Today is Worldwide Communion Sunday. It is a time to raise our awareness that we are a global family. We are as Thomas Berry calls us—that is all of us—all living things, a communion of subjects. We live in a beautiful, fragile home. Thomas Berry writes in his book, Evening Thoughts:

“As we recover our awareness of the universe as a communion of subjects, a new interior experience awakens within the human. The barriers disappear. An enlargement of the soul takes place. The excitement evoked by natural phenomena is renewed. Dawn and sunset are once again transforming experiences, as are the sights, sounds, scents, tastes, and feel of the natural world about us.—the surging sea, the sound of the wind, the brooding forests.”

That was Thomas Berry. That is the best description of what it means to be “in Christ” that I know.

On World Communion Sunday, we imagine that we are participating in a worldwide covered dish supper. From around the globe we gather. From Iran, Sudan, New Jersey. It is a beautiful day and we eat outside. We feel the sun and the breeze. We notice the birds. Everyone brings something. Some are able to bring a lot. Some a little. We spread it out. We give thanks to Earth who provides, the Sun who energizes, the Universe who gave us birth, and all is Divine. We go through the line. We want to sample it all. But there is too much. That’s all right. There will be other suppers. We take what we can eat. We sit with others and we talk. We learn about their lives. We marvel at how strange it is that the nation’s leaders are at war. What are we fighting for? Who is an enemy? Not you or I. After all, we shared a dish. We all have what we need when we share. We know that. There’s plenty left. There is plenty on Earth for us—for all of us. And there is plenty of time to go back and sample one more dish or to take a bit more of that one that was so good. The children eat quickly and run and play. Someone picks up an instrument and we hear a new song. There is no rush. No place we need to be but here, now.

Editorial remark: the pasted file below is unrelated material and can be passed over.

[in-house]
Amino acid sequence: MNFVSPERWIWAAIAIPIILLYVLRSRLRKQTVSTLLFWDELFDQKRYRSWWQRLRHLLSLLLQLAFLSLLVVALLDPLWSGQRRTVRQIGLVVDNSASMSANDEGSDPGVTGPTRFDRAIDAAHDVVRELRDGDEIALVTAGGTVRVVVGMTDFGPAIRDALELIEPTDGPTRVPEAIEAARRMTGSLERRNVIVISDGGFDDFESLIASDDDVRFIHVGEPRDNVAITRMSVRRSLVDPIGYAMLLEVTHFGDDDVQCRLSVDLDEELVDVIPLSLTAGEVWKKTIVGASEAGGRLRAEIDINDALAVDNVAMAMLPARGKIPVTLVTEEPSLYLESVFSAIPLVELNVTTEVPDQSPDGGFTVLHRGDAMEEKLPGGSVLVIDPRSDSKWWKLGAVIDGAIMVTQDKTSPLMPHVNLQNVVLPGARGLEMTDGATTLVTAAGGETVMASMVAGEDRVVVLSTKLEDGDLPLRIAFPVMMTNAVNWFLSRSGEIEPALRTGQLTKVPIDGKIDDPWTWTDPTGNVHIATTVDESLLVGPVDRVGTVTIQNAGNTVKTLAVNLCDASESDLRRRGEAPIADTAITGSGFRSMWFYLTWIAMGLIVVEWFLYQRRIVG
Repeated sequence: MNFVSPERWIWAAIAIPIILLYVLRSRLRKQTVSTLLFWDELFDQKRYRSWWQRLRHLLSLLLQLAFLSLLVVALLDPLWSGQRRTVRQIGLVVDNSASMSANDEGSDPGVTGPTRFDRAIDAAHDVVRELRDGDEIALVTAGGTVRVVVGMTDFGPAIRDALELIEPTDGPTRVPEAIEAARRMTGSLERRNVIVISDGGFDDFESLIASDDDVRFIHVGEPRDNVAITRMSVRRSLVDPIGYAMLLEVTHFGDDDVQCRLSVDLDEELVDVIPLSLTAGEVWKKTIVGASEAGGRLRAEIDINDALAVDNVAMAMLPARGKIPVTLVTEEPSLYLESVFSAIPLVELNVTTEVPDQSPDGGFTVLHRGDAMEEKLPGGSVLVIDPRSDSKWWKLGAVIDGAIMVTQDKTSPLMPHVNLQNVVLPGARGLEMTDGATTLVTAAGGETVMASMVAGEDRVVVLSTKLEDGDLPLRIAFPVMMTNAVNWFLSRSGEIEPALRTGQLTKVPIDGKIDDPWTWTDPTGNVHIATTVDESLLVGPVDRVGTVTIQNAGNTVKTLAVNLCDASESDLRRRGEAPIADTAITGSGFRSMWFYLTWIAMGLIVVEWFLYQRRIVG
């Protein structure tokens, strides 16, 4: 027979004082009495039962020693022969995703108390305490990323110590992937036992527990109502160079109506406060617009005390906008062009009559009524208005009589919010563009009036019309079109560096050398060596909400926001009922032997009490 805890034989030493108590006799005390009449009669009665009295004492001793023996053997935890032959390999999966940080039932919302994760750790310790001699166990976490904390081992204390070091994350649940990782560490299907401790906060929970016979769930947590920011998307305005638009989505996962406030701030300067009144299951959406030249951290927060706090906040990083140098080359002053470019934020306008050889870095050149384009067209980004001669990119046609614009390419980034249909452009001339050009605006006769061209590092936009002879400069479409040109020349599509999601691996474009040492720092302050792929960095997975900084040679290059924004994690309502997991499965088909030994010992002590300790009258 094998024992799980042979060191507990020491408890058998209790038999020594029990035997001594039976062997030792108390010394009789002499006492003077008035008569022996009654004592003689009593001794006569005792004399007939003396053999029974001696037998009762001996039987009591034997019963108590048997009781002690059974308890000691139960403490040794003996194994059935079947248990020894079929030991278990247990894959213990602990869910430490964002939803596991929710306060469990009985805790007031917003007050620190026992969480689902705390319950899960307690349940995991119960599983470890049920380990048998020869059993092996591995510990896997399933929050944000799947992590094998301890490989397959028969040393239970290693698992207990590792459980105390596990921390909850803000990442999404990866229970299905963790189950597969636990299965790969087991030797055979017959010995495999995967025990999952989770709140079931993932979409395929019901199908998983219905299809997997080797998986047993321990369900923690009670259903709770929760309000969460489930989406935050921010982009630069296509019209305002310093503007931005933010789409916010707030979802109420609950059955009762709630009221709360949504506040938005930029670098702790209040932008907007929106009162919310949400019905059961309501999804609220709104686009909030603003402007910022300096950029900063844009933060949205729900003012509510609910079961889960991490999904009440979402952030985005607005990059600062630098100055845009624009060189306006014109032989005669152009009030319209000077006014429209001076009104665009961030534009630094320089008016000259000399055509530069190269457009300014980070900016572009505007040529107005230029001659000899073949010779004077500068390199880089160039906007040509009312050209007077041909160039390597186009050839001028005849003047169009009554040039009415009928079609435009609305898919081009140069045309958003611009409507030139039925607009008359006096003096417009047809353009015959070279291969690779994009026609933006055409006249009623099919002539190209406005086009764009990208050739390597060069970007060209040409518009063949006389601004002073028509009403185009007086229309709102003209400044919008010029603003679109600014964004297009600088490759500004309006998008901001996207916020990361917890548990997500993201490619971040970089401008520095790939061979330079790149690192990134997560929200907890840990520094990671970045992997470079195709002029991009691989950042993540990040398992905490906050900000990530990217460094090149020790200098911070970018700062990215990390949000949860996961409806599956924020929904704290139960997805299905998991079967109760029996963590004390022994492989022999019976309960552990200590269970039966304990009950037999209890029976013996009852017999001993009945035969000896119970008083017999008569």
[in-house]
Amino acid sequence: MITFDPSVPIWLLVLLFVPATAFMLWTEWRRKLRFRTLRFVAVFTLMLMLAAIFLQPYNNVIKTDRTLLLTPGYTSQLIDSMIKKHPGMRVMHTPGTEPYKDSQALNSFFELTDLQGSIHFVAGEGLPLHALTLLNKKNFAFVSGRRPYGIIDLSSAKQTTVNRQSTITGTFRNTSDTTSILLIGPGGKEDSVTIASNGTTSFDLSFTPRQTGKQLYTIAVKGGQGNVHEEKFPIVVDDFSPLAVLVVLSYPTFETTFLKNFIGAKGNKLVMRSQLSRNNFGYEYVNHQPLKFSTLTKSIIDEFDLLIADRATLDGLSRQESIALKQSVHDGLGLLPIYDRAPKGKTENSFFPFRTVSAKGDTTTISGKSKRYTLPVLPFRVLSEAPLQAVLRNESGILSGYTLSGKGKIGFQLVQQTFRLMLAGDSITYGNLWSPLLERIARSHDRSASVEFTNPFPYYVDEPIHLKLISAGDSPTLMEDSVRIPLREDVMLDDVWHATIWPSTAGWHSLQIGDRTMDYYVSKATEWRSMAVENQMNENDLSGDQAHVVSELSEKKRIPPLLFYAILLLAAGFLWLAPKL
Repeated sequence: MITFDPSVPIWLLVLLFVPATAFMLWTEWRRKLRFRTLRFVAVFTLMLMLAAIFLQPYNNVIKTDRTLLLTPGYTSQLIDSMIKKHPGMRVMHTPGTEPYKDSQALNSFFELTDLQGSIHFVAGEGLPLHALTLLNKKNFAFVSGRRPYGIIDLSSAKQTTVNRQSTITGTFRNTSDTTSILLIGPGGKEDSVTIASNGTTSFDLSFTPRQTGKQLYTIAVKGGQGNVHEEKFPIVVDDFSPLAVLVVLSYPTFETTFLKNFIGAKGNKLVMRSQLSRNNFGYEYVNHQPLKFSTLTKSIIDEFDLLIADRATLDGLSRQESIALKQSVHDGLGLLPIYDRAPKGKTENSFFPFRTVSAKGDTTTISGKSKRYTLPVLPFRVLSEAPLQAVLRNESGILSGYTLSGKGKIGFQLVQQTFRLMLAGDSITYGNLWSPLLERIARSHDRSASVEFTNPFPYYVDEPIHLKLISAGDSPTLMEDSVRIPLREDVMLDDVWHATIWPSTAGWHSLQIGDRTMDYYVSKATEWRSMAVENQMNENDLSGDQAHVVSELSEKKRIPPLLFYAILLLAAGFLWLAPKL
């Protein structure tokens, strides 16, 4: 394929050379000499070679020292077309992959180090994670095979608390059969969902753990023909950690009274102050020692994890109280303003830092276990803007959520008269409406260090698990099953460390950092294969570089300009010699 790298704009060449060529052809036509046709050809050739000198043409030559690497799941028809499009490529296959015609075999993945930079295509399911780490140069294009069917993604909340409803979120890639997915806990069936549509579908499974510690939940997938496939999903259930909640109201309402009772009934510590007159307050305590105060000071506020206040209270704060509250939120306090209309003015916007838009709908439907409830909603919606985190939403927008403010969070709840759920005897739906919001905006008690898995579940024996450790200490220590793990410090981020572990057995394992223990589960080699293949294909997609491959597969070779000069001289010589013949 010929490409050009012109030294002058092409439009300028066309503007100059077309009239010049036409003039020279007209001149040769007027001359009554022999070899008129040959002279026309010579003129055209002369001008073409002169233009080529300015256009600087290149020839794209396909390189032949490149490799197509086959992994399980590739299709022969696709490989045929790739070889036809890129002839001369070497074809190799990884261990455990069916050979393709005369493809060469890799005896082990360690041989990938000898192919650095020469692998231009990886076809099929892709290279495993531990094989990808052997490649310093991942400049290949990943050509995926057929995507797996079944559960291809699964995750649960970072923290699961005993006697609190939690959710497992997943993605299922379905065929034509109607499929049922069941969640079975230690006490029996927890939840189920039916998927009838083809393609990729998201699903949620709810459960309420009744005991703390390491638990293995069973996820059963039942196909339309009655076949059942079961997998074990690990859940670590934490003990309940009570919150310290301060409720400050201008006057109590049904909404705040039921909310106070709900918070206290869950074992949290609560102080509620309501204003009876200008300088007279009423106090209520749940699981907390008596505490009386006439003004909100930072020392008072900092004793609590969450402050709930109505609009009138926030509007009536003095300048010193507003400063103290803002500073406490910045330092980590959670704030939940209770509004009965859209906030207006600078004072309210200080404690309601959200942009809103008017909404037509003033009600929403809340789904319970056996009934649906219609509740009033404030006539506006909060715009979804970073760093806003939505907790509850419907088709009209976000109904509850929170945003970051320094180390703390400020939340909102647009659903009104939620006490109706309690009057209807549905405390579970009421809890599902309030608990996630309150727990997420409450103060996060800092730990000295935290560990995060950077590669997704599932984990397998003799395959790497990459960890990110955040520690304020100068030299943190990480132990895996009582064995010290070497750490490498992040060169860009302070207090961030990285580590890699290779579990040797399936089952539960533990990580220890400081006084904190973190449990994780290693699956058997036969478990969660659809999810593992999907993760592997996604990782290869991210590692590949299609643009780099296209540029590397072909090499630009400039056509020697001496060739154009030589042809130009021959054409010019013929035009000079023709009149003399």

We know who we are. We are God’s own. We are at home in our own skin. We are open and free with others and nothing separates us. We share with delight the different words we have for this experience. Regardless of religion or country, regardless of what we call it, we participate in a mystical union. We are Earthlings. And we belong.